As with many other states, Louisiana has legislation legalizing medical marijuana twice in the last 30 years, but a system for regulating the drug was never put into place. This week, a bill to further legalize and regulate marijuana was approved by the state house, is on it's way to the senate, and then will reach the governor who has previously mentioned his support for the bill. This legislation, if passed, would allow one cultivation site to supply 10 dispensaries spread accross the state. Only marijuana in the form of pills and oils will be legal for sale, and only a few conditions are currently set to qualify patients for the drug, however the legislation allows for more illnesses to be added. Mills said he plans to follow through with the regulating agencies to make sure the law is actually implemented, if it passes. He aims to prevent another quarter-century loophole for patients who can't get their hands on medical marijuana, even though it's technically already legal. "To me, when you pass legislation, you've got to make sure it's a practicality."
Last Friday was the deadline for New York companies to apply for licenses to produce and/or sell medical marijuana when the program starts. Only five companies will be chosen for licenses, and one hospital wants to partner up with an already established medical marijuana company in Colorado, for a new branch in NY. The hospital gains many benefits from their own licensed medical marijuana company. Not only will it allow medical research into benefiting diseases like alzheimer’s, epilepsy and cancer, but it also ensures the hospital's patients access to the drug as insurance companies still do not cover marijuana. Michael Dowling, chief executive of the North Shore-L.I.J. system, said in a statement that it had formed the partnership because it “recognizes the importance of our patients having access to every legal option to manage the symptoms of their illness, if there is clinical evidence to support marijuana’s use for the condition.
This week, the governor of Texas signed a historical bill that legalizes medical marijuana in the form of pills, and oils for qualifying patients. The legislation is written to allow doctors to prescribe the medical marijuana to patients, but legally a doctor cannot prescribe even CBD oils as it is a Schedule 1 Controlled Substance despite CBD oils not getting the user high. Similarly, Arizona was in the same predicament years ago until they legalized a more comprehensive law allowing cultivation and sale of marijuana. "I'm glad the we're talking about medical marijuana with some actual sincerity now in Texas, because this entire state is just tragically behind the rest of the country," Shaun McAlister, the president of DFW NORML said. "On the other hand, I'm really nervous about a CBD-only push because, for one thing, CBD-only legislation represents a really shallow understanding of what cannabis actually is and what it can do."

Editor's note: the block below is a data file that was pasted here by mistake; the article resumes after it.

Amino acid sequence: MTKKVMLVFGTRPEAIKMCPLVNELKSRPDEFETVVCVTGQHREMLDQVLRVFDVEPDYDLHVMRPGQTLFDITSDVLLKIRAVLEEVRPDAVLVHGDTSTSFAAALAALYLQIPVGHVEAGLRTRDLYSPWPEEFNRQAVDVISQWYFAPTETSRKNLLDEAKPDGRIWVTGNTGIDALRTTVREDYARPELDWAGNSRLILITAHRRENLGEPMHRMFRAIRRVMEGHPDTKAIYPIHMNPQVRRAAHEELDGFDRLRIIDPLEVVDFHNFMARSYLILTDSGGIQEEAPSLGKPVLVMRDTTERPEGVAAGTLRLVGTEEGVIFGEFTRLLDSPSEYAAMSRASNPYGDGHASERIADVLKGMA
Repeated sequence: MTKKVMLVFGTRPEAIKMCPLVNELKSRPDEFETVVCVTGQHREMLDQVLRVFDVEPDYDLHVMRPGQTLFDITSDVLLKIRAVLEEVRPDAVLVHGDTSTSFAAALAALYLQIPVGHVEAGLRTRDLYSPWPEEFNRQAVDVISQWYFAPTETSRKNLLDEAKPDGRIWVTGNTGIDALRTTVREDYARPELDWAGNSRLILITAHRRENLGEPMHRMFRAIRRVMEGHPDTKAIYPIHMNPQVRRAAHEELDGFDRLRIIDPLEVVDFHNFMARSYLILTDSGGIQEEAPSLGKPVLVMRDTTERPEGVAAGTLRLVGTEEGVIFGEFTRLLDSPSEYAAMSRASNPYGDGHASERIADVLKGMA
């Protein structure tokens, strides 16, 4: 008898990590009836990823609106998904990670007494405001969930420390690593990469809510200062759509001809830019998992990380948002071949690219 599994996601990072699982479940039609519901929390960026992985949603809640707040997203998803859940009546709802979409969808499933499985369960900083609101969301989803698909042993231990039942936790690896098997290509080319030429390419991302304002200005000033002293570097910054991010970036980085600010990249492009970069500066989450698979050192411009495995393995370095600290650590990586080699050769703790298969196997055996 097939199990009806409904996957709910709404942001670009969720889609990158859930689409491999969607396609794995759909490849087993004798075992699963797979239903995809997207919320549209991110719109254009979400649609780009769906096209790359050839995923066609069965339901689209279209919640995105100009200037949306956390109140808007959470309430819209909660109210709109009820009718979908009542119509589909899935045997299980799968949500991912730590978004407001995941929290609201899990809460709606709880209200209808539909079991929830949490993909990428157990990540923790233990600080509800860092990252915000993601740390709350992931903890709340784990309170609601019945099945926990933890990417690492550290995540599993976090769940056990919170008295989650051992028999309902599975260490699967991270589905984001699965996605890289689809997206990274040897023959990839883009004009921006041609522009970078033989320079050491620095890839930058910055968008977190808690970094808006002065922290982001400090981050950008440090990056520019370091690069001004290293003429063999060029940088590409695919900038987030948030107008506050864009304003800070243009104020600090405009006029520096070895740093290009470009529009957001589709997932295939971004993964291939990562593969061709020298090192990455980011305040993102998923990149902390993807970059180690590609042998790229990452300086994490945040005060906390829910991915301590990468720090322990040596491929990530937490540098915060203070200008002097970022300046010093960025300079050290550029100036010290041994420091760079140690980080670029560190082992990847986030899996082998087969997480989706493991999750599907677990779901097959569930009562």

It's official...Texas has legalized medical marijuana! The governor signed the bill into law this week that would allow medical marijuana oils for patients with severe epilepsy. Though the bill is very restrictive and many potential patients will not be allowed to benefit from the drug, it is still a historic day for the highly conservative state. To qualify for the CBD oil, epileptic patients must prove that atleast two previous medications have not helped, then receive approval from two different doctors. “While this program leaves most patients behind and we’re concerned about its functionality, today is one for the history books," Fazio said. "The Texas Legislature is sending a resounding message: Marijuana is medicine. We commend our Texas lawmakers and look forward to continuing this conversation when the 85th Legislature convenes in 2017.”
On July 1st, in just one month, medical marijuana becomes legal in Minnesota allowing patients to receieve the drug in only the form of pills and liquids.This week registration opened for qualifying patients, and one mother is particularly happy to soon receive the medicine for her son. The Rapp family used to live in California where Scott received a few drops of cannabis oil a day that brought him from hundreds of seizures a day to only a few. Previous medication to prevent seizures, though better than nothing, shows little results compared to the cannabis oil and the side effects the come with the other drugs take a toll on his life. Until the bill becomes law next month, Scott is left to use his previously prescribed drugs, waiting for the day he can again find relief. Minnesota’s medical cannabis program is one of the most strictly regulated in the nation. It is limited to patients with certain conditions, including epilepsy, cancer and glaucoma, and the drug will only be sold as pills and liquids. Cannabis will be sold at just eight clinics, scattered across the state. The first three will open July 1 in Minneapolis, Eagan and St. Cloud.